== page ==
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Ransomware is one of the defining cyberthreats of our time — and it’s showing no signs of slowing down. In recent years, hackers and other threat actors have unleashed a significant number of attacks, devastating the critical systems of a variety of organizations around the world, with the Colonial Pipeline attack and its long-term impact on fuel supplies in the US making headlines worldwide.
Here, we’ll look at where ransomware comes from and why it’s become so popular with cybercriminals. We’ll examine some of the most notorious recent ransomware attacks and see what organizations can do to shore up their systems.
We’ll find out which companies have paid up to $40 million to ransomware hijackers, discover why Russian-based companies tend to avoid being attacked, and learn why hospitals, tech companies, and government organizations are the most popular targets.
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Ransomware is a type of malware that locks up your data or your device, then demands that you pay a ransom to get it back. But despite its recent boom in popularity, ransomware’s roots reach back decades.
One of the earliest instances of ransomware was the 1989 AIDS Trojan horse attack. Hosted on a floppy disk and distributed to attendees of an AIDS conference, the AIDS Trojan encrypted various files on a targeted hard drive, then instructed victims to send $189 to a PO Box in Panama. Fortunately, the encryption was easy to reverse.
Since then, ransomware has become far more sophisticated. Here are some of the most destructive ransomware strains witnessed in recent years:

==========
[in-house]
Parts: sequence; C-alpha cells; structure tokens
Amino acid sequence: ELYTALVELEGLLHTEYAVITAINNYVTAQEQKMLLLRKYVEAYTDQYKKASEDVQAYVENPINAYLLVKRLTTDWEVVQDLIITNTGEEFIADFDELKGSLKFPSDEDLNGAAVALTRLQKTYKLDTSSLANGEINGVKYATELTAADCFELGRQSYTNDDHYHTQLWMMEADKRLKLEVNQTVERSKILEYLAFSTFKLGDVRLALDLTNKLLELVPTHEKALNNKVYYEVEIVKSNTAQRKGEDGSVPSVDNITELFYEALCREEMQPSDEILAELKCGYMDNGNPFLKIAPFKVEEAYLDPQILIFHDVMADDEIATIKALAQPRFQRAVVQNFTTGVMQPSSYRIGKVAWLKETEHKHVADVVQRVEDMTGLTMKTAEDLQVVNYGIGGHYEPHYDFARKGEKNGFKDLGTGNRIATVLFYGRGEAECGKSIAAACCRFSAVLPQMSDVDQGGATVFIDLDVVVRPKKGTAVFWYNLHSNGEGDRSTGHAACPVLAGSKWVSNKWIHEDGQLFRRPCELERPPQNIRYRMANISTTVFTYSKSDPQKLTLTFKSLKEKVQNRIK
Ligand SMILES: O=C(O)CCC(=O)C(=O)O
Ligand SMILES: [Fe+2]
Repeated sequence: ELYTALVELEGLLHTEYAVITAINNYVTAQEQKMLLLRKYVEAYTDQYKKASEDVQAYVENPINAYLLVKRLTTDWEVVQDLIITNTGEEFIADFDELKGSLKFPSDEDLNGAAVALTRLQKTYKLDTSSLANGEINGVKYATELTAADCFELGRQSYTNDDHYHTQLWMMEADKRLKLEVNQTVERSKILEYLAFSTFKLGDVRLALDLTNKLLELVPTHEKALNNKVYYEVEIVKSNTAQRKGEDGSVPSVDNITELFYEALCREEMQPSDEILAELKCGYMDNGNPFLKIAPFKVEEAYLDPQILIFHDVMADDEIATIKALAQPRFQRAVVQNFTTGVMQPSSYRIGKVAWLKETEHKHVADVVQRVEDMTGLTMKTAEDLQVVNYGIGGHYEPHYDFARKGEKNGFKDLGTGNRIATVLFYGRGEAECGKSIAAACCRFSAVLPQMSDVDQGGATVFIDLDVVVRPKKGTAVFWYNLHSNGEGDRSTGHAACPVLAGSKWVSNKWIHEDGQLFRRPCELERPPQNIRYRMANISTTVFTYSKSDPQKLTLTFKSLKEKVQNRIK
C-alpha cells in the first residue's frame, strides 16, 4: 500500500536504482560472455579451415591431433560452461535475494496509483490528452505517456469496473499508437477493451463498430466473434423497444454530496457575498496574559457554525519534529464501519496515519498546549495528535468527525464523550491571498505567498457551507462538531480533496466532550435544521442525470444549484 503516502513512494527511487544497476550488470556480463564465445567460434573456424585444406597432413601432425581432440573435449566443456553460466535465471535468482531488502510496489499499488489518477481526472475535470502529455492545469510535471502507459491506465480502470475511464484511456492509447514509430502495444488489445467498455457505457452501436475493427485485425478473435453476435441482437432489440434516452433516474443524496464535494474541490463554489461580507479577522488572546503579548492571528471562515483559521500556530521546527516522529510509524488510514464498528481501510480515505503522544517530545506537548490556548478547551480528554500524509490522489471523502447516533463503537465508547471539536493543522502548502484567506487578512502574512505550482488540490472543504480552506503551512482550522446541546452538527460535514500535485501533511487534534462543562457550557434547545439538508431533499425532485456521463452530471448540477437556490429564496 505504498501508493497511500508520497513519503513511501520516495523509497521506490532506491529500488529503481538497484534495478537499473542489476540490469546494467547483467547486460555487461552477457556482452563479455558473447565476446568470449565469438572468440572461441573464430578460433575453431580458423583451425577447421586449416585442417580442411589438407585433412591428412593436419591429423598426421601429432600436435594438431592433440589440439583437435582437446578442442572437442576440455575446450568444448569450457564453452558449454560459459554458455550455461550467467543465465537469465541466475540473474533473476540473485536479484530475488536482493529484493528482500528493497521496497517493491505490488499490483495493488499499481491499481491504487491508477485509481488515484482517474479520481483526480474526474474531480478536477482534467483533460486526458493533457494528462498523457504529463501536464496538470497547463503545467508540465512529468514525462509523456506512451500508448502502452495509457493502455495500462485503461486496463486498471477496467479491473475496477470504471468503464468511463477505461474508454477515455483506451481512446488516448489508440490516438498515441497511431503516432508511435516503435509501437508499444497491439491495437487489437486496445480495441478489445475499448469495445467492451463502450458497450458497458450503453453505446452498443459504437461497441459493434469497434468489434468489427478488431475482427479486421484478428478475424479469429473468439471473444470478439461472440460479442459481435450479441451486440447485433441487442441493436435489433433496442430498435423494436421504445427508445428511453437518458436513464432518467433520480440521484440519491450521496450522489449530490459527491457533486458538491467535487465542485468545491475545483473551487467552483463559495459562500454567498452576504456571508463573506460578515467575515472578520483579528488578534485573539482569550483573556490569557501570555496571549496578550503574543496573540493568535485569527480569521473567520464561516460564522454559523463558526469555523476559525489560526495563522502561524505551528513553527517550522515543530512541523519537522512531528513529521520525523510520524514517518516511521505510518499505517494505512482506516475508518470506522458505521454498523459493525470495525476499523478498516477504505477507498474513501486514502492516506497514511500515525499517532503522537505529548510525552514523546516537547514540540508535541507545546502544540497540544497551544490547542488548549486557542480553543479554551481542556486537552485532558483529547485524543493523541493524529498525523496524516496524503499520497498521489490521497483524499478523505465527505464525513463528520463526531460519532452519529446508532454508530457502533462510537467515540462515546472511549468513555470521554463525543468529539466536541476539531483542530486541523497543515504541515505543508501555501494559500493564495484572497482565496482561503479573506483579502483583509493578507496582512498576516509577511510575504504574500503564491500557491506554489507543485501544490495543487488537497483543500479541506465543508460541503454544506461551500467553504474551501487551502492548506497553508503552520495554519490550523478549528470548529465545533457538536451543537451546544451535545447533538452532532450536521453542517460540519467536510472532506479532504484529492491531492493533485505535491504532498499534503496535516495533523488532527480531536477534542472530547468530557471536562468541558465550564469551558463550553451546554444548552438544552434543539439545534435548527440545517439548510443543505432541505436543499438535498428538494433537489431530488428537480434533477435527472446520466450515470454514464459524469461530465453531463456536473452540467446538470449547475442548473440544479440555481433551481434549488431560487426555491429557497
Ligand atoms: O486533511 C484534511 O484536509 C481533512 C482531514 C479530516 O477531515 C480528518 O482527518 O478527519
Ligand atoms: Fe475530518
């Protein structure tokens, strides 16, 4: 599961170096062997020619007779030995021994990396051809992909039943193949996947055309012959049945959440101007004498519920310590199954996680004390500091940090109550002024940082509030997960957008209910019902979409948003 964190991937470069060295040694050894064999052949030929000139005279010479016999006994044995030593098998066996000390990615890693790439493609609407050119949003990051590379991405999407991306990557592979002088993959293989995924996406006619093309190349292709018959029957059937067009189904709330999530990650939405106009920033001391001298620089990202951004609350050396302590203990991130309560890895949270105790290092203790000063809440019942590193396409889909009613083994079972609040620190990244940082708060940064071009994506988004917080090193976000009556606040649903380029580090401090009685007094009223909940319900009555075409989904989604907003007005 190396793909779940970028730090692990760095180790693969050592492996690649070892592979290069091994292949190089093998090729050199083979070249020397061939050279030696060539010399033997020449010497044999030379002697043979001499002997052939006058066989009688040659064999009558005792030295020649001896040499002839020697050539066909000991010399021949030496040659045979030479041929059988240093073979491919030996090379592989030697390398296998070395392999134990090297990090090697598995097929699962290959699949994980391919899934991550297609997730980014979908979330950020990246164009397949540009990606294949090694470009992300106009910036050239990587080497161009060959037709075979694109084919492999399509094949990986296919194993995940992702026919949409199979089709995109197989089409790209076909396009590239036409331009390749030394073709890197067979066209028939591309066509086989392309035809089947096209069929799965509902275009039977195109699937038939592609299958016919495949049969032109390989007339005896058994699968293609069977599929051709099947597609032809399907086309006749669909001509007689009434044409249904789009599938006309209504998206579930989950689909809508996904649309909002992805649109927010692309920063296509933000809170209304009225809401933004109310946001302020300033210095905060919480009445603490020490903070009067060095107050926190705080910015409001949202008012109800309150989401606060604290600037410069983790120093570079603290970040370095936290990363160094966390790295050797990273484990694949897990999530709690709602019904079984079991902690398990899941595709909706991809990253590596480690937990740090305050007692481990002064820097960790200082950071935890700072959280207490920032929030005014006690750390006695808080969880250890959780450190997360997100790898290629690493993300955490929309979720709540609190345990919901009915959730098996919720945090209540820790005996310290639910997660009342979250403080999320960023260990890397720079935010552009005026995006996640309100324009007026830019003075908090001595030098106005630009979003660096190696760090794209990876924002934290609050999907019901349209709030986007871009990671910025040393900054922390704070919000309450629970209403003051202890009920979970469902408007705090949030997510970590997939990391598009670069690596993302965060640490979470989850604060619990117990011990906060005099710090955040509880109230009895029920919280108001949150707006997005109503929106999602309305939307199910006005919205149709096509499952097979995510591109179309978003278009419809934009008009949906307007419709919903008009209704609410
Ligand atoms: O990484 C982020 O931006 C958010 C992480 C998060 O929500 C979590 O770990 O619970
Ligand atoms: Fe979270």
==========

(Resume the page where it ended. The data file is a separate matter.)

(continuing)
CryptoLocker emerged in September 2013 and wreaked havoc across the world until it was finally neutralized in May 2014 by an international cybersecurity task force. CryptoLocker was so effective in part due to its spread via the massive Gameover ZeuS botnet.
Cerber is a game-changing type of ransomware that popularized the RaaS (ransomware-as-a-service) model, where hackers “rent” out their ransomware for others to use in exchange for a percentage of the takings.
Focusing mostly on healthcare institutions, Locky’s attacks began in 2016 and continued throughout the year. Avast’s threat intelligence team was able to examine Locky’s code, linking it to the hacking collective known as Dridex.
Petya (2016) & NotPetya (2017)
First appearing in 2016, the Petya family of ransomware is most notorious for its NotPetya strain, which blew up with a surge of attacks in 2017. This single wave resulted in over $10 billion in damages across Europe and the US.
The WannaCry ransomware attacks of May 2017 were incredibly potent, over 230,000 computers across 150 countries were infected in a single day. The resulting damage and cleanup costs rose to an estimated $4 billion.
The DarkSide group’s RaaS was responsible for many of the biggest ransomware attacks and demands in 2020 and 2021. Darkside actors claim to avoid government and healthcare targets in favor of high-value corporations, but the group was behind the 2021 Colonial Pipeline attack that crippled fuel supplies across the East Coast of the US.